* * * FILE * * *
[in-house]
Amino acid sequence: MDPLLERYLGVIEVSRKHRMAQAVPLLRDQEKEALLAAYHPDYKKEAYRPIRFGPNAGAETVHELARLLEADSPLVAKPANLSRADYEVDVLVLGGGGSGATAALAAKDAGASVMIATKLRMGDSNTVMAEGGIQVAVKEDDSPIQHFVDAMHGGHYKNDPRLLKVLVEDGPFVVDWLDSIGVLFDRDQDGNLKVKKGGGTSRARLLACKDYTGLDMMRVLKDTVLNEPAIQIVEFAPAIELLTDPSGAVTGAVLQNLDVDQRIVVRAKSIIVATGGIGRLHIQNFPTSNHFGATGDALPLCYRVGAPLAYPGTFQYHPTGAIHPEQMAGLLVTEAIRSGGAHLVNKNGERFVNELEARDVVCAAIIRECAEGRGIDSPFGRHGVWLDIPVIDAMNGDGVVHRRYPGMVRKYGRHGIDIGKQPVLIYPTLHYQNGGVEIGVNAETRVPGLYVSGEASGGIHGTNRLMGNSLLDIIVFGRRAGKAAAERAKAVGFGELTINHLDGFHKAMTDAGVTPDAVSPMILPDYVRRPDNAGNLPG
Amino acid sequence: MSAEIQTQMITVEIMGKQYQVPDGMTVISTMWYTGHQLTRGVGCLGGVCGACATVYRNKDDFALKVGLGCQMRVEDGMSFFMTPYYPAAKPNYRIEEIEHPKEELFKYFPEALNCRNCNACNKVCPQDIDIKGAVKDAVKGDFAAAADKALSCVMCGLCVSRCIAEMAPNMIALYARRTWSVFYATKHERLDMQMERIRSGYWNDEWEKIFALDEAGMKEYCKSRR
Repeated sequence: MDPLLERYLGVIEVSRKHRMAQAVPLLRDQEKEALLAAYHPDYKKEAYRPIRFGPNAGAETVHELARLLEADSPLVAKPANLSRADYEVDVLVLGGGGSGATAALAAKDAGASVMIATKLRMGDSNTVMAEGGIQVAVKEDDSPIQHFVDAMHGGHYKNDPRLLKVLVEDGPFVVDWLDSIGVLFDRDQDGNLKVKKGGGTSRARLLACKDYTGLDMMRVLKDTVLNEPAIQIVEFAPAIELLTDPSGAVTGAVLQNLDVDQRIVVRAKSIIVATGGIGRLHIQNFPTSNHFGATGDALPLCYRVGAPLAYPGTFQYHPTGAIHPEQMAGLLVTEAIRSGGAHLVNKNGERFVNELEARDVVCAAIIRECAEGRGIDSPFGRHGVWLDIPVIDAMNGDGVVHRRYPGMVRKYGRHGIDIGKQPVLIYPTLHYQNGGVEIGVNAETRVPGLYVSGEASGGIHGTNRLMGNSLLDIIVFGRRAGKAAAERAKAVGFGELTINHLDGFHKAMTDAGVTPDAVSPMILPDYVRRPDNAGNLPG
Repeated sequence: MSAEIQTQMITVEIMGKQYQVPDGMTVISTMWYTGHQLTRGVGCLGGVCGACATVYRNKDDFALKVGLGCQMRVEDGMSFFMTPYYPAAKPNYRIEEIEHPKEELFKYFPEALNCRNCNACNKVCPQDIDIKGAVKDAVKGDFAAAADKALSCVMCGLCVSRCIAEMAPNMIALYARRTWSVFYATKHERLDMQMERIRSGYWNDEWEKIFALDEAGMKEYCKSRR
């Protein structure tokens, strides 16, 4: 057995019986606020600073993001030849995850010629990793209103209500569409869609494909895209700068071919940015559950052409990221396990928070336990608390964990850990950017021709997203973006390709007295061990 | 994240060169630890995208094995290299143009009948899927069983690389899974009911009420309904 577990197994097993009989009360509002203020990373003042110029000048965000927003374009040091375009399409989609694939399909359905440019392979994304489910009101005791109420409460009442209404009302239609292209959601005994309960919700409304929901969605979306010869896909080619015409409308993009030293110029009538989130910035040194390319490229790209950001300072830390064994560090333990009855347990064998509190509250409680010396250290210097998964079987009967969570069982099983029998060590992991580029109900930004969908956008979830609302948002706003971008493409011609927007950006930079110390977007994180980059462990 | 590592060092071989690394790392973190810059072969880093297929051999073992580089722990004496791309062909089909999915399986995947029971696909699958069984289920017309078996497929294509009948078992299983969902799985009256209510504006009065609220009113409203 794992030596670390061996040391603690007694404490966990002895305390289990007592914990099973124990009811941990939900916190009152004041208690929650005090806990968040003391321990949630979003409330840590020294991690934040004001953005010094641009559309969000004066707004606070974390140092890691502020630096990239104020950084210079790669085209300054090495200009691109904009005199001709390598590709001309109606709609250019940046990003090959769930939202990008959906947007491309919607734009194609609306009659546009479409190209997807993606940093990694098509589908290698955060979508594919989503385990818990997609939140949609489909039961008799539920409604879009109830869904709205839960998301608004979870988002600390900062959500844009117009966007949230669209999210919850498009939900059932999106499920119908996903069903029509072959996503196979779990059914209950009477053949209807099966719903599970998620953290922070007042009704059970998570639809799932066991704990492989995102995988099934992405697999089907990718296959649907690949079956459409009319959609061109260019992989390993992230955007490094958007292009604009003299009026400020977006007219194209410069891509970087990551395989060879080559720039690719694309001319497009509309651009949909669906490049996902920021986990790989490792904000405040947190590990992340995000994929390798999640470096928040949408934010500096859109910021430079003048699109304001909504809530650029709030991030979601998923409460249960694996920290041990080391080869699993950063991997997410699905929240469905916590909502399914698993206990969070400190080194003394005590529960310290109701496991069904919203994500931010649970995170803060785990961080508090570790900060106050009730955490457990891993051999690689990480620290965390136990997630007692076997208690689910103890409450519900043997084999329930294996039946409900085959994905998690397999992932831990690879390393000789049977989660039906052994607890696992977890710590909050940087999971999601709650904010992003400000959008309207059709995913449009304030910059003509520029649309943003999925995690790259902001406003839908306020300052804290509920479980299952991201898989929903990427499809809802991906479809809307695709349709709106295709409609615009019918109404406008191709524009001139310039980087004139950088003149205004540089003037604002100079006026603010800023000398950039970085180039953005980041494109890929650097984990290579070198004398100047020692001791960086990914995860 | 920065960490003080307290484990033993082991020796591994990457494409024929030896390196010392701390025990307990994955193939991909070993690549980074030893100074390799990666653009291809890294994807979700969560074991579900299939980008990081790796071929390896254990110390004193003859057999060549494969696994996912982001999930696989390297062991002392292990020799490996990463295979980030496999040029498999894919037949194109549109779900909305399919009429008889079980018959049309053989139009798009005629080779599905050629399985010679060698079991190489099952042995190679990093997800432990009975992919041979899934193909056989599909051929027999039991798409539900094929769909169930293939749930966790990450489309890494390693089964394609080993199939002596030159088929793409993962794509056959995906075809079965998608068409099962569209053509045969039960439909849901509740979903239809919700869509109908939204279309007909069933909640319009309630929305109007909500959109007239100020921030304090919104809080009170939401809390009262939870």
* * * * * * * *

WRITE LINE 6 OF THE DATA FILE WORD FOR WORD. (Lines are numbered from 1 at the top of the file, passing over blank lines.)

């Protein structure tokens, strides 16, 4: 057995019986606020600073993001030849995850010629990793209103209500569409869609494909895209700068071919940015559950052409990221396990928070336990608390964990850990950017021709997203973006390709007295061990 | 994240060169630890995208094995290299143009009948899927069983690389899974009911009420309904 577990197994097993009989009360509002203020990373003042110029000048965000927003374009040091375009399409989609694939399909359905440019392979994304489910009101005791109420409460009442209404009302239609292209959601005994309960919700409304929901969605979306010869896909080619015409409308993009030293110029009538989130910035040194390319490229790209950001300072830390064994560090333990009855347990064998509190509250409680010396250290210097998964079987009967969570069982099983029998060590992991580029109900930004969908956008979830609302948002706003971008493409011609927007950006930079110390977007994180980059462990 | 590592060092071989690394790392973190810059072969880093297929051999073992580089722990004496791309062909089909999915399986995947029971696909699958069984289920017309078996497929294509009948078992299983969902799985009256209510504006009065609220009113409203 794992030596670390061996040391603690007694404490966990002895305390289990007592914990099973124990009811941990939900916190009152004041208690929650005090806990968040003391321990949630979003409330840590020294991690934040004001953005010094641009559309969000004066707004606070974390140092890691502020630096990239104020950084210079790669085209300054090495200009691109904009005199001709390598590709001309109606709609250019940046990003090959769930939202990008959906947007491309919607734009194609609306009659546009479409190209997807993606940093990694098509589908290698955060979508594919989503385990818990997609939140949609489909039961008799539920409604879009109830869904709205839960998301608004979870988002600390900062959500844009117009966007949230669209999210919850498009939900059932999106499920119908996903069903029509072959996503196979779990059914209950009477053949209807099966719903599970998620953290922070007042009704059970998570639809799932066991704990492989995102995988099934992405697999089907990718296959649907690949079956459409009319959609061109260019992989390993992230955007490094958007292009604009003299009026400020977006007219194209410069891509970087990551395989060879080559720039690719694309001319497009509309651009949909669906490049996902920021986990790989490792904000405040947190590990992340995000994929390798999640470096928040949408934010500096859109910021430079003048699109304001909504809530650029709030991030979601998923409460249960694996920290041990080391080869699993950063991997997410699905929240469905916590909502399914698993206990969070400190080194003394005590529960310290109701496991069904919203994500931010649970995170803060785990961080508090570790900060106050009730955490457990891993051999690689990480620290965390136990997630007692076997208690689910103890409450519900043997084999329930294996039946409900085959994905998690397999992932831990690879390393000789049977989660039906052994607890696992977890710590909050940087999971999601709650904010992003400000959008309207059709995913449009304030910059003509520029649309943003999925995690790259902001406003839908306020300052804290509920479980299952991201898989929903990427499809809802991906479809809307695709349709709106295709409609615009019918109404406008191709524009001139310039980087004139950088003149205004540089003037604002100079006026603010800023000398950039970085180039953005980041494109890929650097984990290579070198004398100047020692001791960086990914995860 | 920065960490003080307290484990033993082991020796591994990457494409024929030896390196010392701390025990307990994955193939991909070993690549980074030893100074390799990666653009291809890294994807979700969560074991579900299939980008990081790796071929390896254990110390004193003859057999060549494969696994996912982001999930696989390297062991002392292990020799490996990463295979980030496999040029498999894919037949194109549109779900909305399919009429008889079980018959049309053989139009798009005629080779599905050629399985010679060698079991190489099952042995190679990093997800432990009975992919041979899934193909056989599909051929027999039991798409539900094929769909169930293939749930966790990450489309890494390693089964394609080993199939002596030159088929793409993962794509056959995906075809079965998608068409099962569209053509045969039960439909849901509740979903239809919700869509109908939204279309007909069933909640319009309630929305109007909500959109007239100020921030304090919104809080009170939401809390009262939870």